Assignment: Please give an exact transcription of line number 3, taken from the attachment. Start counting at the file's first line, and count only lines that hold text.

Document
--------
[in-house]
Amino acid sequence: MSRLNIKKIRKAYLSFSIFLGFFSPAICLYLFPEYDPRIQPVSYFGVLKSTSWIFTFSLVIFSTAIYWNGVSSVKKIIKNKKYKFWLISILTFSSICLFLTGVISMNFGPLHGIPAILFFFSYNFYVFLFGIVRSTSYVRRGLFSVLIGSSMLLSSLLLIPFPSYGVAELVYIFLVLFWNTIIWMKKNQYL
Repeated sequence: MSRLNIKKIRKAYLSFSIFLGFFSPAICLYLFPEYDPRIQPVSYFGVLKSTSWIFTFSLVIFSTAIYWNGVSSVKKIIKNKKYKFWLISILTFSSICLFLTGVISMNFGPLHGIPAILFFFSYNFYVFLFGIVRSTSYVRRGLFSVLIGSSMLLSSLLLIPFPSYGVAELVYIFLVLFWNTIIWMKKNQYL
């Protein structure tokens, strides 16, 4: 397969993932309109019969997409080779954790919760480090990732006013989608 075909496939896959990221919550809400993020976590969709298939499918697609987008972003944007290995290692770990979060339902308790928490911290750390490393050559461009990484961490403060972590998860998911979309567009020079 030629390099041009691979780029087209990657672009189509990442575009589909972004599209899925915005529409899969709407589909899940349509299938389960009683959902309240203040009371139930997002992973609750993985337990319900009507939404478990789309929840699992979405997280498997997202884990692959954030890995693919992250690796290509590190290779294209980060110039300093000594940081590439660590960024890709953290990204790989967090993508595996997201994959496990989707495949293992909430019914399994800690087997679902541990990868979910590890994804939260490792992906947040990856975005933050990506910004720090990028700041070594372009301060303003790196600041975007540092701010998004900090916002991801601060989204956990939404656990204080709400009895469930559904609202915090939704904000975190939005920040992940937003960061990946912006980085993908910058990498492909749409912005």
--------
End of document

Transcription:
Repeated sequence: MSRLNIKKIRKAYLSFSIFLGFFSPAICLYLFPEYDPRIQPVSYFGVLKSTSWIFTFSLVIFSTAIYWNGVSSVKKIIKNKKYKFWLISILTFSSICLFLTGVISMNFGPLHGIPAILFFFSYNFYVFLFGIVRSTSYVRRGLFSVLIGSSMLLSSLLLIPFPSYGVAELVYIFLVLFWNTIIWMKKNQYL